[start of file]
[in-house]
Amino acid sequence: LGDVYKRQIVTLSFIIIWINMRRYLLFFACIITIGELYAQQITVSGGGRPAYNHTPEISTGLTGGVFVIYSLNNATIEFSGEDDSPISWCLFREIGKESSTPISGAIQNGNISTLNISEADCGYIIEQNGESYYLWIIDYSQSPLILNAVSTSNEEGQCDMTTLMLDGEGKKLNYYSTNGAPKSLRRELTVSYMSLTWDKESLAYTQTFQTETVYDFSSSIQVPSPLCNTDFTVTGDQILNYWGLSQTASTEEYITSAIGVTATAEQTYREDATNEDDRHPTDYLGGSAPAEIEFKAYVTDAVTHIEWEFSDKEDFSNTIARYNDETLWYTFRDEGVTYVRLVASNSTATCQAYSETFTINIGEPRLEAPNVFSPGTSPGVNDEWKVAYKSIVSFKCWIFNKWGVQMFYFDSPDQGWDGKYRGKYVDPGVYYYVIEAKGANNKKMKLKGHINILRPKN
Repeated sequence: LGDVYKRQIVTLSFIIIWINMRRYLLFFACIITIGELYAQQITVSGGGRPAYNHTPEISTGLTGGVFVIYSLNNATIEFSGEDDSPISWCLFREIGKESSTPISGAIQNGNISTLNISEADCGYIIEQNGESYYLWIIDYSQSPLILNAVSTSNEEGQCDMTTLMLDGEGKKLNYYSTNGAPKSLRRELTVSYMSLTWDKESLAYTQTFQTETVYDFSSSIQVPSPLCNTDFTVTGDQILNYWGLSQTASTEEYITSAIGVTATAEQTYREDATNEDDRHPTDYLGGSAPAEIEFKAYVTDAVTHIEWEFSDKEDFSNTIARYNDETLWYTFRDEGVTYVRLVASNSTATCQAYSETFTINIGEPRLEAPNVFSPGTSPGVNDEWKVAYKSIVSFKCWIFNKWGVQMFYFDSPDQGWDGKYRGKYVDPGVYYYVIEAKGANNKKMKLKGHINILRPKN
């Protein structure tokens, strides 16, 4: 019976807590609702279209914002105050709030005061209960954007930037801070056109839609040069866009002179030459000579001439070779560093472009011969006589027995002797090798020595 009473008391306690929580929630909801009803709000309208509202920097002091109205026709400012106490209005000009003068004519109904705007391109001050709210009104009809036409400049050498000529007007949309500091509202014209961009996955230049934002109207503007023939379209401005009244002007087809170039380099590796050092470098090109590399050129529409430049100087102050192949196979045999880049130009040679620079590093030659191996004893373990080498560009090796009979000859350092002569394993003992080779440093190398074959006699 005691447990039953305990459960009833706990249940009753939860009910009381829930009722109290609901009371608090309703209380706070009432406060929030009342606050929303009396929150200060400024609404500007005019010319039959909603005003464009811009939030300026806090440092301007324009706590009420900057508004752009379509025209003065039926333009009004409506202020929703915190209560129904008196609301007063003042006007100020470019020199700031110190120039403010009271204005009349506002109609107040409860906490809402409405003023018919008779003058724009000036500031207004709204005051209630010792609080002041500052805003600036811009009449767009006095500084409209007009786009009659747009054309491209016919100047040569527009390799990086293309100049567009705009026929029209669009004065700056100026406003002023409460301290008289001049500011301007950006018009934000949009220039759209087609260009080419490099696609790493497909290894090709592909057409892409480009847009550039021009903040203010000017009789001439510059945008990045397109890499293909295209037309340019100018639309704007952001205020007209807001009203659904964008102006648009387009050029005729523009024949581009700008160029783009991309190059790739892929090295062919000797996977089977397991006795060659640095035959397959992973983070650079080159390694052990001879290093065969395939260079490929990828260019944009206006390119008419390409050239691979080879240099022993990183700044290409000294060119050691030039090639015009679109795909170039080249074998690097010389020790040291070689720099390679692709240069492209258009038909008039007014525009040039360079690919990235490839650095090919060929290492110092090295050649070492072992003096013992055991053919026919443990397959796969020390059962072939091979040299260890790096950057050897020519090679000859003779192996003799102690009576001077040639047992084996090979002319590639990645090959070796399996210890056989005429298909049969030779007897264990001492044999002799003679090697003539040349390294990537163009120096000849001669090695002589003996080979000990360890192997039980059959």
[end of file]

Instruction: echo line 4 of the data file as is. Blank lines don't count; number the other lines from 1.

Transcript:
């Protein structure tokens, strides 16, 4: 019976807590609702279209914002105050709030005061209960954007930037801070056109839609040069866009002179030459000579001439070779560093472009011969006589027995002797090798020595 009473008391306690929580929630909801009803709000309208509202920097002091109205026709400012106490209005000009003068004519109904705007391109001050709210009104009809036409400049050498000529007007949309500091509202014209961009996955230049934002109207503007023939379209401005009244002007087809170039380099590796050092470098090109590399050129529409430049100087102050192949196979045999880049130009040679620079590093030659191996004893373990080498560009090796009979000859350092002569394993003992080779440093190398074959006699 005691447990039953305990459960009833706990249940009753939860009910009381829930009722109290609901009371608090309703209380706070009432406060929030009342606050929303009396929150200060400024609404500007005019010319039959909603005003464009811009939030300026806090440092301007324009706590009420900057508004752009379509025209003065039926333009009004409506202020929703915190209560129904008196609301007063003042006007100020470019020199700031110190120039403010009271204005009349506002109609107040409860906490809402409405003023018919008779003058724009000036500031207004709204005051209630010792609080002041500052805003600036811009009449767009006095500084409209007009786009009659747009054309491209016919100047040569527009390799990086293309100049567009705009026929029209669009004065700056100026406003002023409460301290008289001049500011301007950006018009934000949009220039759209087609260009080419490099696609790493497909290894090709592909057409892409480009847009550039021009903040203010000017009789001439510059945008990045397109890499293909295209037309340019100018639309704007952001205020007209807001009203659904964008102006648009387009050029005729523009024949581009700008160029783009991309190059790739892929090295062919000797996977089977397991006795060659640095035959397959992973983070650079080159390694052990001879290093065969395939260079490929990828260019944009206006390119008419390409050239691979080879240099022993990183700044290409000294060119050691030039090639015009679109795909170039080249074998690097010389020790040291070689720099390679692709240069492209258009038909008039007014525009040039360079690919990235490839650095090919060929290492110092090295050649070492072992003096013992055991053919026919443990397959796969020390059962072939091979040299260890790096950057050897020519090679000859003779192996003799102690009576001077040639047992084996090979002319590639990645090959070796399996210890056989005429298909049969030779007897264990001492044999002799003679090697003539040349390294990537163009120096000849001669090695002589003996080979000990360890192997039980059959």